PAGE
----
Do you think research communication is important? Share your views! 6000 researchers have shared theirs.
Communication forms the core of research as the ultimate aim of research is to expand on the existing knowledge. As the volume of published research is increasing, research communication has assumed an even more crucial role than before. There is a greater focus on proactively communicating research to amplify research impact and increase public awareness of research. New and alternative formats of scientific communication, such as video abstracts and infographics, are evolving and the world is increasingly looking at the best way to communicate research and map its impact.
To understand the stage at which researchers communicate about their work, the ways in which they communicate, and who their audience is, Kudos – a service that helps researchers maximize the visibility and impact of research – has launched an online survey. Through the survey entitled “Swimming Upstream - The Current State of Research Workflows and Communication,” Kudos aims to identify the areas in which researchers require assistance in research communication.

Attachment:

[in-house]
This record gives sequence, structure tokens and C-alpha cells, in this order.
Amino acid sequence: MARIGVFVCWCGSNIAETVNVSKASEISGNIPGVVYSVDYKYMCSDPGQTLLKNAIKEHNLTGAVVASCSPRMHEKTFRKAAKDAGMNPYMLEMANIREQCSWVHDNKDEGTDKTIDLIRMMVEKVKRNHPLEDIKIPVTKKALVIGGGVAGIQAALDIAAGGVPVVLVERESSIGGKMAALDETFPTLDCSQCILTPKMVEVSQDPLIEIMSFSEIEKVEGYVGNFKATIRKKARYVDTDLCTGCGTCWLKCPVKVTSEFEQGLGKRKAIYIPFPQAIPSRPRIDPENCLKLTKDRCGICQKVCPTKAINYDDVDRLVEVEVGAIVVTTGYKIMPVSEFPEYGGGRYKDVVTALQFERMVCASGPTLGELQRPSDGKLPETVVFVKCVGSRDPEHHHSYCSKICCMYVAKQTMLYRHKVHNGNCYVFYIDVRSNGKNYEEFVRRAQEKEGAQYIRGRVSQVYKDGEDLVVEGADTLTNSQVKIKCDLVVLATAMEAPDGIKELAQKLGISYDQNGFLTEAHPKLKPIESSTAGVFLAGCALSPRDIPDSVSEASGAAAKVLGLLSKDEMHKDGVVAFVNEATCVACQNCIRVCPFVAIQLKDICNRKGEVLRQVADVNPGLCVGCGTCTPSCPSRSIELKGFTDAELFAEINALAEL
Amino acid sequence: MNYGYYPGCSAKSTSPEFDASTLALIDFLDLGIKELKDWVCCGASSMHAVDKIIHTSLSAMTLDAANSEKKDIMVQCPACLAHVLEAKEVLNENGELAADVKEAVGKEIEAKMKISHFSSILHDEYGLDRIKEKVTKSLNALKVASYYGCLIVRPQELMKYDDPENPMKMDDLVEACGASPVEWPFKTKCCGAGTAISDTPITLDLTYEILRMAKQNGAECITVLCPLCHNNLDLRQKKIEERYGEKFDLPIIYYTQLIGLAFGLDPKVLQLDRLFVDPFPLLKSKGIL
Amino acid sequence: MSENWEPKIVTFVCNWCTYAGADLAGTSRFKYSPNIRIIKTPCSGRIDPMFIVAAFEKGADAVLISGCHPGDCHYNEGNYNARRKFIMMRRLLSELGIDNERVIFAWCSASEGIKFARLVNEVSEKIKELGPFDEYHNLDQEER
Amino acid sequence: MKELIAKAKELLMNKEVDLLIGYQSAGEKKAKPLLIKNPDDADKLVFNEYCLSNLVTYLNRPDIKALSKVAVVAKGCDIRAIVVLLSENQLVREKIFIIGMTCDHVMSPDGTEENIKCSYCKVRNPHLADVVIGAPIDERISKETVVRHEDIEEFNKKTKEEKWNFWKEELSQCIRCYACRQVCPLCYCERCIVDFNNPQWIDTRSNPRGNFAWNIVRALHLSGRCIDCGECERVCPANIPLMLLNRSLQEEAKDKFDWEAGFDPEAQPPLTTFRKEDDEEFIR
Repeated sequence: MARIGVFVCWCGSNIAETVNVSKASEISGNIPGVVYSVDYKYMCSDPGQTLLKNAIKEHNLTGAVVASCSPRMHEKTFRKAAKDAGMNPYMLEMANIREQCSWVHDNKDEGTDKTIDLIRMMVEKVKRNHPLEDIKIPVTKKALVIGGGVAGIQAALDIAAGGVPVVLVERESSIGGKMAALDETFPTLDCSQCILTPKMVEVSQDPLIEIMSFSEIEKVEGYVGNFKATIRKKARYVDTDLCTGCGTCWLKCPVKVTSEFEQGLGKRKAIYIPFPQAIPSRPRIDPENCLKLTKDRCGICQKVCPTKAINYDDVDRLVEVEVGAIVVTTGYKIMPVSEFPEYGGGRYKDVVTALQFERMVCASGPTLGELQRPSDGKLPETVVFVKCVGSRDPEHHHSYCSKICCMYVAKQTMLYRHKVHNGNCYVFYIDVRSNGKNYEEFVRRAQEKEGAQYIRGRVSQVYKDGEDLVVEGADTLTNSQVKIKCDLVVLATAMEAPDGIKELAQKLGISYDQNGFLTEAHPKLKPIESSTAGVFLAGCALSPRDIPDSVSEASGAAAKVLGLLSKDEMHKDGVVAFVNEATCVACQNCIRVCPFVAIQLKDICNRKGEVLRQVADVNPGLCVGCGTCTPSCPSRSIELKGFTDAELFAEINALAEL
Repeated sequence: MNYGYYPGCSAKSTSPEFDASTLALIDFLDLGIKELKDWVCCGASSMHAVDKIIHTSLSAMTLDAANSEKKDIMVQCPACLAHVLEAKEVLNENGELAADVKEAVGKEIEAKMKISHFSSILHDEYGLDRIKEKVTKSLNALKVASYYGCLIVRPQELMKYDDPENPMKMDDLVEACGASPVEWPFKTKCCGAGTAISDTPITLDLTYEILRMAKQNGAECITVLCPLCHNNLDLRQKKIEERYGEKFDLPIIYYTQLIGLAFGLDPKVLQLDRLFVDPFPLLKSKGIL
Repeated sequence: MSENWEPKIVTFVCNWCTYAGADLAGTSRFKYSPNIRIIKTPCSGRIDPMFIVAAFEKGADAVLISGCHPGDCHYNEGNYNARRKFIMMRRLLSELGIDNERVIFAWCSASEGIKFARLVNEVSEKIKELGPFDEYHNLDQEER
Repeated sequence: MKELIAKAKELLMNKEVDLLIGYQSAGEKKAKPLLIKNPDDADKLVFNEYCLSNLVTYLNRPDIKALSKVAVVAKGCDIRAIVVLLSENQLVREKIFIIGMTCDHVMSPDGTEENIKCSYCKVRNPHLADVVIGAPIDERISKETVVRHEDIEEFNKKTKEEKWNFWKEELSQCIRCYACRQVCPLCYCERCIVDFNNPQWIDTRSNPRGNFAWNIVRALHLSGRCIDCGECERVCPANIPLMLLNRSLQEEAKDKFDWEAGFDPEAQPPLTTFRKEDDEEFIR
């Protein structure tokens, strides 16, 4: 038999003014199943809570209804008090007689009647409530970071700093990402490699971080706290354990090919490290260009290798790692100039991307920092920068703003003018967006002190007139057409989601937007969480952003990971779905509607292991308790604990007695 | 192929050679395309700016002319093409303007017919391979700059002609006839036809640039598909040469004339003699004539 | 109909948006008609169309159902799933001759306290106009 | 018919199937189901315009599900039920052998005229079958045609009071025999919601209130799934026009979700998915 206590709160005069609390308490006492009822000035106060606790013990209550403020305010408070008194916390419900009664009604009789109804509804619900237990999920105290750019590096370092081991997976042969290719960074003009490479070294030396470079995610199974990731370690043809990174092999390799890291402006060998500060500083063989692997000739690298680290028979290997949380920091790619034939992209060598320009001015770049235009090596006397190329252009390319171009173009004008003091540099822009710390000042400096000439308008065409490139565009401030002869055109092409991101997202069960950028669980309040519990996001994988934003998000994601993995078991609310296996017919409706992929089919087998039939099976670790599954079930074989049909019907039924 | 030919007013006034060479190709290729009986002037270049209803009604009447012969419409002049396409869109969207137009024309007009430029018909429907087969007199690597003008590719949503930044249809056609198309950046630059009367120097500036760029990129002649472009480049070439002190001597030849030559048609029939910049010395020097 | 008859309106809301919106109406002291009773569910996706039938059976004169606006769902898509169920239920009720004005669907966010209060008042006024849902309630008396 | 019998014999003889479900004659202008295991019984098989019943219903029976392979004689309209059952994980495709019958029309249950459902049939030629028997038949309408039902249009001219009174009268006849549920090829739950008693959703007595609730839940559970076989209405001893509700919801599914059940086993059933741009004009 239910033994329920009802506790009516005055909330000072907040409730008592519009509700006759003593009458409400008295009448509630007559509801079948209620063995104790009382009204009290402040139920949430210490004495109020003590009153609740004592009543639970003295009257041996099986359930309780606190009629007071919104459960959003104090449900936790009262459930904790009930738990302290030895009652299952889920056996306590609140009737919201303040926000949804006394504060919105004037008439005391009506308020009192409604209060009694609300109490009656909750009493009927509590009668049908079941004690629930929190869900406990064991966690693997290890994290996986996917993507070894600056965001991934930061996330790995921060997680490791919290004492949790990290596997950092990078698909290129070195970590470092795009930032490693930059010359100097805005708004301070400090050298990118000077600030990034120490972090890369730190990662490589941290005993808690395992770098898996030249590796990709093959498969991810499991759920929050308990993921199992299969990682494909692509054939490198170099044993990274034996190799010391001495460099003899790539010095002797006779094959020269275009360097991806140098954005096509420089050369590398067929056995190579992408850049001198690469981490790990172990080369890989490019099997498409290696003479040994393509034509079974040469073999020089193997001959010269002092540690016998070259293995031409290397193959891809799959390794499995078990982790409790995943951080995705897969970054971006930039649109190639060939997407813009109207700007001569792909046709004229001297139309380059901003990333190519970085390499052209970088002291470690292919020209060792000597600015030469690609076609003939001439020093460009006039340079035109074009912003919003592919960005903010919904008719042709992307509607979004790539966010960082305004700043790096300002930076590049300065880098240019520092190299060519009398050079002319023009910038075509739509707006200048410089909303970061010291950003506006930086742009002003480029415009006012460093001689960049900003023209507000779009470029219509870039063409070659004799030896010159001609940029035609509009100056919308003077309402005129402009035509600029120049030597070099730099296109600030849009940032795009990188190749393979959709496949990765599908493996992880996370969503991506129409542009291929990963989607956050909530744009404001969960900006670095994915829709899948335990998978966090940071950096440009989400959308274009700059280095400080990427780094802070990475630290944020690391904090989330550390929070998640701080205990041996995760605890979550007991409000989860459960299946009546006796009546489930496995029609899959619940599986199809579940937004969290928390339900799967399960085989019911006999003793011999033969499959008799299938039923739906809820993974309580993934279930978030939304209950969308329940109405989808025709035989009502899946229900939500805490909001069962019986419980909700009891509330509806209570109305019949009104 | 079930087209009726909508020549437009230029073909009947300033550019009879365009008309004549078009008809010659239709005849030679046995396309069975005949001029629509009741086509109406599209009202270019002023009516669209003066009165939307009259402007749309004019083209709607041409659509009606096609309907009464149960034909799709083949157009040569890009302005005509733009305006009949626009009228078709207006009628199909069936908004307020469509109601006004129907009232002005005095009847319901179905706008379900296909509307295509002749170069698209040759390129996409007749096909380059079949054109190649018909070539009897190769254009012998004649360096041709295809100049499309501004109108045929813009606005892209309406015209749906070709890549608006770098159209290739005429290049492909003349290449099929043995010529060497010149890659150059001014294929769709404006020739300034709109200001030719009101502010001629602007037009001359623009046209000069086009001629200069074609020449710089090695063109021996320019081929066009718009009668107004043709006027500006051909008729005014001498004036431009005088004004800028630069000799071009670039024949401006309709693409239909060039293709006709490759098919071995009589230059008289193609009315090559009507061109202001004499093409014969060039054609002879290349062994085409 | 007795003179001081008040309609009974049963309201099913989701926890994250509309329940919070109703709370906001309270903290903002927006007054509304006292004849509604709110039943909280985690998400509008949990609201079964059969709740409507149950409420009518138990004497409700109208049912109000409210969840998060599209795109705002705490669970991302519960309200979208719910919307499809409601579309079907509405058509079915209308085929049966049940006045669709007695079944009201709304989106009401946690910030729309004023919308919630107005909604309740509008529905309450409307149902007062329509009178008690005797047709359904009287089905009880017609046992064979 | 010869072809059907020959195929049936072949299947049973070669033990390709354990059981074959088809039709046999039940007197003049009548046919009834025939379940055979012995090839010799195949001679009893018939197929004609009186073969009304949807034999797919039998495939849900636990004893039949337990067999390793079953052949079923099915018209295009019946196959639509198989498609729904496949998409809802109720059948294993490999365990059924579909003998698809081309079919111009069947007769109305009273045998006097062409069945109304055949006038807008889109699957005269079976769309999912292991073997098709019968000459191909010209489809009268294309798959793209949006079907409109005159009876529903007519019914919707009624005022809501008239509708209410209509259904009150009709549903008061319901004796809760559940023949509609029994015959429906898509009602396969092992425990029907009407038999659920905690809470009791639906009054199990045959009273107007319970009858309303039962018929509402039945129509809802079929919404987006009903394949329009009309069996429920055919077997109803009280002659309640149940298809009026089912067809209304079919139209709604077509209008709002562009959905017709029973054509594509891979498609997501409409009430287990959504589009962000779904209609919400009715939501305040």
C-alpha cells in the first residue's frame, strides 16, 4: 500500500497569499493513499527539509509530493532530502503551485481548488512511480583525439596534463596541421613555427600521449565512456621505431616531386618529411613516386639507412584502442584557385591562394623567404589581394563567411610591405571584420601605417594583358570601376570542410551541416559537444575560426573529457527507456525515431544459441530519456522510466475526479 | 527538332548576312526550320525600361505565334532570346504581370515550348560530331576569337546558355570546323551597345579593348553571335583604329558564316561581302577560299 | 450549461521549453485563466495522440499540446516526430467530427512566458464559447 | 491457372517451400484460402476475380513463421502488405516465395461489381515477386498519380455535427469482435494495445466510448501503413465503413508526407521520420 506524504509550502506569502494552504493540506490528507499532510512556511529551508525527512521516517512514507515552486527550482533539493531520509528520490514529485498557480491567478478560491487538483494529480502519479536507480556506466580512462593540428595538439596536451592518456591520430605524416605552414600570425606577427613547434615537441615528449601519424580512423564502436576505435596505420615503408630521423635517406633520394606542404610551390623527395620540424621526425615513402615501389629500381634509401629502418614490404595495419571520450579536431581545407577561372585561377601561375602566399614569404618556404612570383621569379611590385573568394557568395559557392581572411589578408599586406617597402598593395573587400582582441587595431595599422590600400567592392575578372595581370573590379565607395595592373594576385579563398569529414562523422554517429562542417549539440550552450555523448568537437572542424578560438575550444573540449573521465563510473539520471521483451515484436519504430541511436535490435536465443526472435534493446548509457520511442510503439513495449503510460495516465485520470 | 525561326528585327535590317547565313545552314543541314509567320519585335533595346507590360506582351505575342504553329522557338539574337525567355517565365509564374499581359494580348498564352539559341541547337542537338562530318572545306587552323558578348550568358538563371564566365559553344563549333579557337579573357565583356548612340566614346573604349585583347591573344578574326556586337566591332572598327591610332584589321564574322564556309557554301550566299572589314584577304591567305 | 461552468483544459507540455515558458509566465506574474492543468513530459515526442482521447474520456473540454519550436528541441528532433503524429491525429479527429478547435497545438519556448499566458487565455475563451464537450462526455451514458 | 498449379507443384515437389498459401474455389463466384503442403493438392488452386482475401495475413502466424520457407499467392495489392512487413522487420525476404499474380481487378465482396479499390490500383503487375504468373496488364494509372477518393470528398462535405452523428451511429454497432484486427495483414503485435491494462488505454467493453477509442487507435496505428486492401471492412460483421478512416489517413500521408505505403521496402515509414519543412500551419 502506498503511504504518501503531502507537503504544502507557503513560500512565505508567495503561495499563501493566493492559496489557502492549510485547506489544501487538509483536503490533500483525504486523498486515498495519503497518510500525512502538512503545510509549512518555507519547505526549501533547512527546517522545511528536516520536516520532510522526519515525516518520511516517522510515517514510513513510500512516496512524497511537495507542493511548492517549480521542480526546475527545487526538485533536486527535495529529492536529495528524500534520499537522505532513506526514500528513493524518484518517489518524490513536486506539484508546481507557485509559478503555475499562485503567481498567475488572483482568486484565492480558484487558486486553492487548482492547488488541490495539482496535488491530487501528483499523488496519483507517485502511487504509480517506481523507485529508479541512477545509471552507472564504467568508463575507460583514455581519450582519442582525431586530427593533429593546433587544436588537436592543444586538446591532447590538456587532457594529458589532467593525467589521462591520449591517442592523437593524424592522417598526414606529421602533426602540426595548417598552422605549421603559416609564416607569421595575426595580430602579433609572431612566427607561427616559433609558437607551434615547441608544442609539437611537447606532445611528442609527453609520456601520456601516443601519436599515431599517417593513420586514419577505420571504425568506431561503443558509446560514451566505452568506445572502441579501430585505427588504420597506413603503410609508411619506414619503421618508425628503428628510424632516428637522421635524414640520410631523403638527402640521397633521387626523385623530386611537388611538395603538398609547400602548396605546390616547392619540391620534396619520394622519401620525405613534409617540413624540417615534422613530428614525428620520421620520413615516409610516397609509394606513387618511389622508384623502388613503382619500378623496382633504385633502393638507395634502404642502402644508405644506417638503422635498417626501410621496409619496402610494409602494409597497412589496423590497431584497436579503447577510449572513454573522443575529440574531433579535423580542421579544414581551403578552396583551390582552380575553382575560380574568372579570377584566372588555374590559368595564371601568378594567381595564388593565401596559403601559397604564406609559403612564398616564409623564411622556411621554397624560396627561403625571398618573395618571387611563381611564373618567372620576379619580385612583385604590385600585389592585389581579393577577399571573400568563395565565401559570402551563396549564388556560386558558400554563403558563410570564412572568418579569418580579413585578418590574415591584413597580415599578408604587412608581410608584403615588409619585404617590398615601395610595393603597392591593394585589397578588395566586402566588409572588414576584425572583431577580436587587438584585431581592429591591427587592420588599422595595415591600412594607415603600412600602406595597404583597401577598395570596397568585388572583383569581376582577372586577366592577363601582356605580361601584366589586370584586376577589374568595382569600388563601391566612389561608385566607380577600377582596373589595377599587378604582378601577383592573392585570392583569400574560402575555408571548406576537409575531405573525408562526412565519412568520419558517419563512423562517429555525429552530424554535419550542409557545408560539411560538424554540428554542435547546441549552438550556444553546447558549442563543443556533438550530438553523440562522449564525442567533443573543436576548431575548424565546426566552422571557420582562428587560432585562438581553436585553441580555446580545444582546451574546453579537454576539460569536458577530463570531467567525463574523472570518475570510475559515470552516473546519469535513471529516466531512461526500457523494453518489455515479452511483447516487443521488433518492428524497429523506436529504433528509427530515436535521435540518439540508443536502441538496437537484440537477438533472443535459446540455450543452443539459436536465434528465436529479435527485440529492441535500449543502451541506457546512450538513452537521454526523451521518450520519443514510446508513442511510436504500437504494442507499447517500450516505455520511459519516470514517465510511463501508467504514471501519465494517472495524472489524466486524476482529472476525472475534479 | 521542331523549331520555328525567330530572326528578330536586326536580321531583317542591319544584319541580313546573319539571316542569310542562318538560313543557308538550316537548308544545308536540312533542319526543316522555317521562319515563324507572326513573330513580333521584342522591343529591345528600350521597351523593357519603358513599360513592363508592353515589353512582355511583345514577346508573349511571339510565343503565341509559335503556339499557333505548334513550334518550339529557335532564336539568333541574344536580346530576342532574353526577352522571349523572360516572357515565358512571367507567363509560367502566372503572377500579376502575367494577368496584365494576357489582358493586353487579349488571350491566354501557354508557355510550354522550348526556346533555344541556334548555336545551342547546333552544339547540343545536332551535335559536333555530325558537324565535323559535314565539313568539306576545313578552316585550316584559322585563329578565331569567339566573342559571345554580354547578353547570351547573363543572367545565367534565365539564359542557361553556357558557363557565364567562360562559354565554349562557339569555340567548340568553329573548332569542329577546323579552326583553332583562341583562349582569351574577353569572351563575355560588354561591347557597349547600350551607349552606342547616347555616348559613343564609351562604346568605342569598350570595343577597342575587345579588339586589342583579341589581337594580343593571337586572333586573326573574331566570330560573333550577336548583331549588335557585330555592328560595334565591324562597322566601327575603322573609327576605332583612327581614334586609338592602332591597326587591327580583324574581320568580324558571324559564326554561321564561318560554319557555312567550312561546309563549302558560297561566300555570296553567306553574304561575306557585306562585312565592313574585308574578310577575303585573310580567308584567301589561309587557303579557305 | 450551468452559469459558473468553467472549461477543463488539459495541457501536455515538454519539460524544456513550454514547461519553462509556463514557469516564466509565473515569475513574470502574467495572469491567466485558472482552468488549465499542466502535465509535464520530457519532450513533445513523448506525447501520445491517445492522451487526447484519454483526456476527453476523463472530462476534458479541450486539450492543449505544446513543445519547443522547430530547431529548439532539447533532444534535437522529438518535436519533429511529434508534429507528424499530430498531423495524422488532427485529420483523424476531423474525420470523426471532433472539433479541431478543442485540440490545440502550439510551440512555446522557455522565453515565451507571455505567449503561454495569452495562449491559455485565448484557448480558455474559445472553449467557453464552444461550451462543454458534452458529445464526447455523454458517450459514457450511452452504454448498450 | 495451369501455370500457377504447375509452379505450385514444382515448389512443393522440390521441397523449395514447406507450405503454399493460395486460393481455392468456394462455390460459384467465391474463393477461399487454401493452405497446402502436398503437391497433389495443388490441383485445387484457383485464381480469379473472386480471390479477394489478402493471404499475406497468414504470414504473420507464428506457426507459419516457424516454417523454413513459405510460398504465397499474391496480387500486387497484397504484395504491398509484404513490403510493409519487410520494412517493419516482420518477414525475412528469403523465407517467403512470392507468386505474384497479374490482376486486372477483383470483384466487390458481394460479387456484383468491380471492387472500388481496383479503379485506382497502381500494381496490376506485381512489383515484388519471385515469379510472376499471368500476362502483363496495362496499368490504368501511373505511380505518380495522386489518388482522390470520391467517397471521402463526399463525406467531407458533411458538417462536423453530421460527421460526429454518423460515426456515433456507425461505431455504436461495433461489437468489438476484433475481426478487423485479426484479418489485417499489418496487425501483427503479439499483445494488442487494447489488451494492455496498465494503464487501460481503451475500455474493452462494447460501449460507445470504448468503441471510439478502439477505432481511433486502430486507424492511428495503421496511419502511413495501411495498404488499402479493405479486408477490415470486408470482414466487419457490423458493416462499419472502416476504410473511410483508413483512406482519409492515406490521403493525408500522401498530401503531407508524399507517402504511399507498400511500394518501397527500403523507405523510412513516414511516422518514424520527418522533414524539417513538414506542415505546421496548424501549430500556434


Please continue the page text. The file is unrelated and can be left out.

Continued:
Editage is serving the role of the International Research Lead for this landmark study that is also supported by publishers and organizations such as TBI Communications, BMJ, Cambridge University Press, The IET, the Royal Society of Chemistry, and SAGE, among others.
We invite all our readers globally to participate in this survey and share your views on various aspects of research communication, challenges you face, and additional support you would like to receive.
The results of the survey will be shared with publishers and influencers who could in turn help researchers get the support they need to communicate their work more effectively. Survey participants can also enter a prize draw and stand a chance to win online shopping vouchers worth £100 (or the equivalent in local currency).
So far the survey has received 6000 responses and here are some of the interim findings:
- 65.4% of respondents indicated that it was very important (and a further 29.5% somewhat important) to show that they are communicating their work and having broader impacts, beyond measures such as Journal Impact Factor
- 54.8% of respondents plan their communications throughout a research project
- Traditional publication/communication channels are still seen as being the most important: Peer reviewed articles (81.1% rated as ‘Very important’); Images, figures & graphics (48.9%); Books (34.9%); Events & associated materials (32.7%)
- The most common roles/bodies that make decisions about communication of projects are the principal investigator or project lead (65.8%), the entire research team (38.7%), and the institution/organization (33.1%)
- The areas in which respondents feel they need more support are: Project website development (53.3%); Media engagement (53.1%); Technology transfer/research commercialization (52.9%)
Make your opinion count by participating in the survey. To do so, click on this link.
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